The Tactful Approach
If a player mistakenly calls a ball OUT, but it was in and his own partner confirms it was actually in, what happens? Do they forfeit the point? Do the players play a let?
Lamar Scott, Men’s League Vice President
As stated in USTA’s “The Code” (#14): “If one partner calls the ball out and the other partner sees the ball good, the ball is good.” As explained in (#12), a player who calls a ball out shall reverse the call if the player(s) become uncertain or realize that the ball was good. The point goes to the opponent and is not replayed.
It is more important to give opponents the benefit of the doubt than to avoid possibly hurting a partner’s feelings. The tactful way to achieve the desired result is to tell a partner quietly of the mistake and then let the partner concede the point.
Finding A Team
I am having a hard time finding a team in my area to join. Can you help me?
Cameron Turner, Mixed Doubles League Vice President
We would love to help you get connected to a team in your area. A great place to start is the ALTA website on the ‘Find Players and Teams’ page. Go to altatennis.org > Players And Leagues > Players looking for teams.
There are two tabs on this page. The first one is called ‘Players looking for Teams.’ Sign in and click the New Request button to create a new posting for teams to find you. The second tab is called ‘Teams Looking for Players.’ Search this area for ALTA teams who are looking for players. Use the filters to limit your search to a specific league, gender, or area. Click ‘Contact’ to securely email a potential new team.
Who Gets The Point?
My partner and I were playing a closely contested Mixed Doubles match recently. My partner (ad side) was receiving our opponent’s serve, and I was situated on the service line playing net (deuce side). Our opponent’s serve was wild and struck me before hitting the ground. We laughed about the wild nature of the serve, but none of us could remember whose point it was. We argued it both ways and offered to play a let, but they ended up conceding the point. In hindsight, was it actually a point for them? Even though I was on the other side from where he was serving and it was not a serve that bounced first in any box, because it hit me first, do they get the point?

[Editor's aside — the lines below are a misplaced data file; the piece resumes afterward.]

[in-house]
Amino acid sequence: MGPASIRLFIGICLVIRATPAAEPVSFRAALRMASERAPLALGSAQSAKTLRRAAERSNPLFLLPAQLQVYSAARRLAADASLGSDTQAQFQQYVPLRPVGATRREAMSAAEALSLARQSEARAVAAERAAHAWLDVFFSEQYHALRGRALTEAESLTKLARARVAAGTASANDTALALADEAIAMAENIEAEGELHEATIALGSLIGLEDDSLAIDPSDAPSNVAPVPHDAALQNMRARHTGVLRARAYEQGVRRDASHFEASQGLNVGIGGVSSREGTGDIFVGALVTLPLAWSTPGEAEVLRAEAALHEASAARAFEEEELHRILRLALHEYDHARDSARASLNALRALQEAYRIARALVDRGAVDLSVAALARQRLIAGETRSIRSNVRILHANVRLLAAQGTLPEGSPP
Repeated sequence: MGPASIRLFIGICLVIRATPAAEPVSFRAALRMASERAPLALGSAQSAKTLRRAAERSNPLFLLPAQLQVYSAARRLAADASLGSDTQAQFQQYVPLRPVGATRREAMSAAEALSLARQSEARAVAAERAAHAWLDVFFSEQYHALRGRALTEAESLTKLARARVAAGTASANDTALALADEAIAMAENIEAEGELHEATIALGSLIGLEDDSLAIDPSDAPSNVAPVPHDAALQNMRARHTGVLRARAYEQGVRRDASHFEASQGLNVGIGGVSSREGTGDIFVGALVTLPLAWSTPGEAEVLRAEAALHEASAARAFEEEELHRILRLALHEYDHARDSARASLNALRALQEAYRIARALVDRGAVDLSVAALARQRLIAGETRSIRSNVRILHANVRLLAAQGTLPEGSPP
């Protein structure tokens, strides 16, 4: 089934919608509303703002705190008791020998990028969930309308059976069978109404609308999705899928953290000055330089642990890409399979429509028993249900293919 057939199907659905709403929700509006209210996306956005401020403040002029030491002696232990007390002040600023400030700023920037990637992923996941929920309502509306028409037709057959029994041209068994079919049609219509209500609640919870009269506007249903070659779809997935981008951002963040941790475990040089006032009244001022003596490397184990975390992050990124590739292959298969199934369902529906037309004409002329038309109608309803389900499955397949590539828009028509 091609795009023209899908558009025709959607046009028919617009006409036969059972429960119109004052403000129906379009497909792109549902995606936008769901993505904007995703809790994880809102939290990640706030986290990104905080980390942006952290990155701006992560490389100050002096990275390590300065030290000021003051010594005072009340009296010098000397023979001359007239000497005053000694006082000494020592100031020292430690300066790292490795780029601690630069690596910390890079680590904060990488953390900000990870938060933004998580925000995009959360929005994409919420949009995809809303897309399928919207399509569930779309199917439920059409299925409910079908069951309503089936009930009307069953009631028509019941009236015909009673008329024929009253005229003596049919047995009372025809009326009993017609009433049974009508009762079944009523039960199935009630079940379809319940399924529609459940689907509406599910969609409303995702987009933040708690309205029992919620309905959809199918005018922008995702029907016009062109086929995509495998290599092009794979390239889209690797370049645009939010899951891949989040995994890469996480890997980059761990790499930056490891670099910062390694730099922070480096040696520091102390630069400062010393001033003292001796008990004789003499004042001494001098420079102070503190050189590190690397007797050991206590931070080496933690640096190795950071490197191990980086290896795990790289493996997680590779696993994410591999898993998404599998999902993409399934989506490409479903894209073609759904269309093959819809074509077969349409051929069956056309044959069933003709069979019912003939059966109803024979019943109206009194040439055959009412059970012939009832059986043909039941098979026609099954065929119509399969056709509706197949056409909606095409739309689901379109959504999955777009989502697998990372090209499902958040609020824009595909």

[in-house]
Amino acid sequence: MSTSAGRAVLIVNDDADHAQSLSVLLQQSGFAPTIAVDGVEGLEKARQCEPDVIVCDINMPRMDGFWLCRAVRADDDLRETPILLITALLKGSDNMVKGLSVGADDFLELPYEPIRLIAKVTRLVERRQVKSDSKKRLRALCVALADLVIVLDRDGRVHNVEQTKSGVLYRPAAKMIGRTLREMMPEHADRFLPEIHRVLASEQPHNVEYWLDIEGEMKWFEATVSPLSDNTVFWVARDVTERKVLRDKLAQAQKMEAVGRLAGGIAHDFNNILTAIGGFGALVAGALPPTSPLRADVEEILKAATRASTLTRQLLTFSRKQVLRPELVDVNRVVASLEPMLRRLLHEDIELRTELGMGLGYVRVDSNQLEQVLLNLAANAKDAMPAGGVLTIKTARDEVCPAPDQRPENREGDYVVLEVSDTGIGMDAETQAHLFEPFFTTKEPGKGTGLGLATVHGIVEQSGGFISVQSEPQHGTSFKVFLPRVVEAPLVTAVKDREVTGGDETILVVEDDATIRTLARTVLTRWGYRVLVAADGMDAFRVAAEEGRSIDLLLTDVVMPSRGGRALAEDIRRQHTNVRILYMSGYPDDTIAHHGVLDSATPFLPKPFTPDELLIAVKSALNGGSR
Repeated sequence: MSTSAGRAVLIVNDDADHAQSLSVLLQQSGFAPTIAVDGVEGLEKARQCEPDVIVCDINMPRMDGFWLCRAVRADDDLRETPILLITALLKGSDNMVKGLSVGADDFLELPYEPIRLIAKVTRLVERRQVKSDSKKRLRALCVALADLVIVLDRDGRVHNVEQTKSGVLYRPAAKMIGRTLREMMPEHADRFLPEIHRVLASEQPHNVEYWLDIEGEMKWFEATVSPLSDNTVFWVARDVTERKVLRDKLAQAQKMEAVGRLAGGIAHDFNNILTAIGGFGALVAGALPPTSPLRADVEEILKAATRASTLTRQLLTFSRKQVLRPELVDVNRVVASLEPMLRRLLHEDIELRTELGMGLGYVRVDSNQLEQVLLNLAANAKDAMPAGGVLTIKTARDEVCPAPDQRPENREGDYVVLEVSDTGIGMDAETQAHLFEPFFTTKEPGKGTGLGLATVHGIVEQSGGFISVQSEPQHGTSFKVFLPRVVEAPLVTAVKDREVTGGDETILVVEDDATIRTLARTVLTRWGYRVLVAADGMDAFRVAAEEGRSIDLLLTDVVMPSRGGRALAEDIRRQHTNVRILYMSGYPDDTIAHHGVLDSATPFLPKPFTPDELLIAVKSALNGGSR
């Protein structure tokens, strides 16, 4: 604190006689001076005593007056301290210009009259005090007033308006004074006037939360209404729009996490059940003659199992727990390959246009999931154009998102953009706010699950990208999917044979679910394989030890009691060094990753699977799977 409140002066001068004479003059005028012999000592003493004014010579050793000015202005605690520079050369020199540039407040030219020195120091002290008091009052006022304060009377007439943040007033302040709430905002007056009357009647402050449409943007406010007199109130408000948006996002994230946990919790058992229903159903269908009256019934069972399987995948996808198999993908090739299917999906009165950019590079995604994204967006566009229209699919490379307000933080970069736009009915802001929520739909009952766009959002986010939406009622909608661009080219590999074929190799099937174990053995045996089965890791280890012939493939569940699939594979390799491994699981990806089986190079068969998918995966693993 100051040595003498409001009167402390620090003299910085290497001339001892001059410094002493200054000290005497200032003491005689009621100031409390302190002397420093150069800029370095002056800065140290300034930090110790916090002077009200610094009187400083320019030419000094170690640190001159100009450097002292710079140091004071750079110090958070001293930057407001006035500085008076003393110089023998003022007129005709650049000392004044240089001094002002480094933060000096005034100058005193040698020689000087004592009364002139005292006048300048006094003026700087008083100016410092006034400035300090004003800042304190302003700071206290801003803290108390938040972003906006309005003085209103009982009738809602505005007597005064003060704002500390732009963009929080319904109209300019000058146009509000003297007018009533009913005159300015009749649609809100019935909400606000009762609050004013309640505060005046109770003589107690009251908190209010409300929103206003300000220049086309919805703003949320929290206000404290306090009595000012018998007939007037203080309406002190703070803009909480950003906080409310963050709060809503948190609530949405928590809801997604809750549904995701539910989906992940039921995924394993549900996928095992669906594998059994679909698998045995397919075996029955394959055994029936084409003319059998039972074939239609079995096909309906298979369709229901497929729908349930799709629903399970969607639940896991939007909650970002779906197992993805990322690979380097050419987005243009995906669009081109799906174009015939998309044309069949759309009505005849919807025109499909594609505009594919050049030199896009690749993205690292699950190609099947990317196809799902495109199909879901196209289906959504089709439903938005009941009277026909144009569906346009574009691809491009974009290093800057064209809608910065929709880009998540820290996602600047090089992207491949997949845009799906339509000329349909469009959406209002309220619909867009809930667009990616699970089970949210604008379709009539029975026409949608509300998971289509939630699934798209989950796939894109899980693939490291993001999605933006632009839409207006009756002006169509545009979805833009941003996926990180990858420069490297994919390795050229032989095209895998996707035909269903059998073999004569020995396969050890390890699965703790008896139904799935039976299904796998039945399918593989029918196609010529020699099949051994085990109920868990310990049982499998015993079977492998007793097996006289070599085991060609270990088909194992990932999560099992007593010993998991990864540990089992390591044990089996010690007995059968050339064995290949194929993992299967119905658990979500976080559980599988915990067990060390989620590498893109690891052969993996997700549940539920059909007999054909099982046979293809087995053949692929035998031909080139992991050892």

Chequetta Allen, Sunday Women’s League Vice President
USTA’s Friend at Court Part 1 – Rule 24.i. states: “The point is lost if the ball in play touches the player or anything that the player is wearing or carrying, except the racquet.” *Case 7. A ball that has just been served hits the receiver, or in doubles the receiver’s partner, before it touches the ground. Which player wins the point? Decision. The server wins the point, unless it is a service let. *Additionally in Part 2—The Code: The Players’ Guide to Fair Play and the Unwritten Rules of Tennis, Rule 19 states: “A player shall concede the point when a ball in play touches that player.”
During a recent match, I called the score (15-15) and proceeded to serve. My serve was good, and the receiver was in the process of returning the ball when her partner stopped play to say that I called the score incorrectly. After discussion, we agreed the score was correct as called. I began my serve again from first serve, 15-15. After the match, I wondered if we had done the correct thing? Should I have won that point?
Keri Beck, Thursday Women’s League Vice President
You should have been awarded this point. (Friend at Court, Part One, ITF Rules of Tennis, Rule 11) 11. Ball in Play. Unless a fault or a let is called, the ball is in play from the moment the server hits the ball and remains in play until the point is decided.
Once you struck the ball, the opponent should have waited until the point was over before questioning the score. (Friend at Court, Part Two, The Code, Principle 2) Points awarded in good faith are counted. All points played in good faith stand. If during a point, a player realizes that a mistake was made at the beginning (example, service from the wrong court), the player shall continue playing the point. Corrective action may be taken only after a point has been completed.